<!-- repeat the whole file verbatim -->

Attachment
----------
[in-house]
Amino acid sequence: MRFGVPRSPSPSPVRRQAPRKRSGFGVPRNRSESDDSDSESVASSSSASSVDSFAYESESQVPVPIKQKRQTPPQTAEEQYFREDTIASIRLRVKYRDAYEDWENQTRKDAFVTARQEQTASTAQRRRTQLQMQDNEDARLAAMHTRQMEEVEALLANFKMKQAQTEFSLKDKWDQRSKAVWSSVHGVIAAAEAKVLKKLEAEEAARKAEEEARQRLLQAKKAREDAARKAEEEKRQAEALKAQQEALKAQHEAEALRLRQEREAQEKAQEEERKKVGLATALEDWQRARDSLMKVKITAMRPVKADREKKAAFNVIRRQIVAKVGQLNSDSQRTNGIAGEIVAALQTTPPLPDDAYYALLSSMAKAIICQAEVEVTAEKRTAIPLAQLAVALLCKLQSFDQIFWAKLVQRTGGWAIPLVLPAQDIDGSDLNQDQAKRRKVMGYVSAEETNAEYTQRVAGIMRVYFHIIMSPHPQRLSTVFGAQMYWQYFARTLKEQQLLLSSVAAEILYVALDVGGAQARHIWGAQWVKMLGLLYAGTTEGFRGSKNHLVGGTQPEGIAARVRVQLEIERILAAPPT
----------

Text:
[in-house]
Amino acid sequence: MRFGVPRSPSPSPVRRQAPRKRSGFGVPRNRSESDDSDSESVASSSSASSVDSFAYESESQVPVPIKQKRQTPPQTAEEQYFREDTIASIRLRVKYRDAYEDWENQTRKDAFVTARQEQTASTAQRRRTQLQMQDNEDARLAAMHTRQMEEVEALLANFKMKQAQTEFSLKDKWDQRSKAVWSSVHGVIAAAEAKVLKKLEAEEAARKAEEEARQRLLQAKKAREDAARKAEEEKRQAEALKAQQEALKAQHEAEALRLRQEREAQEKAQEEERKKVGLATALEDWQRARDSLMKVKITAMRPVKADREKKAAFNVIRRQIVAKVGQLNSDSQRTNGIAGEIVAALQTTPPLPDDAYYALLSSMAKAIICQAEVEVTAEKRTAIPLAQLAVALLCKLQSFDQIFWAKLVQRTGGWAIPLVLPAQDIDGSDLNQDQAKRRKVMGYVSAEETNAEYTQRVAGIMRVYFHIIMSPHPQRLSTVFGAQMYWQYFARTLKEQQLLLSSVAAEILYVALDVGGAQARHIWGAQWVKMLGLLYAGTTEGFRGSKNHLVGGTQPEGIAARVRVQLEIERILAAPPT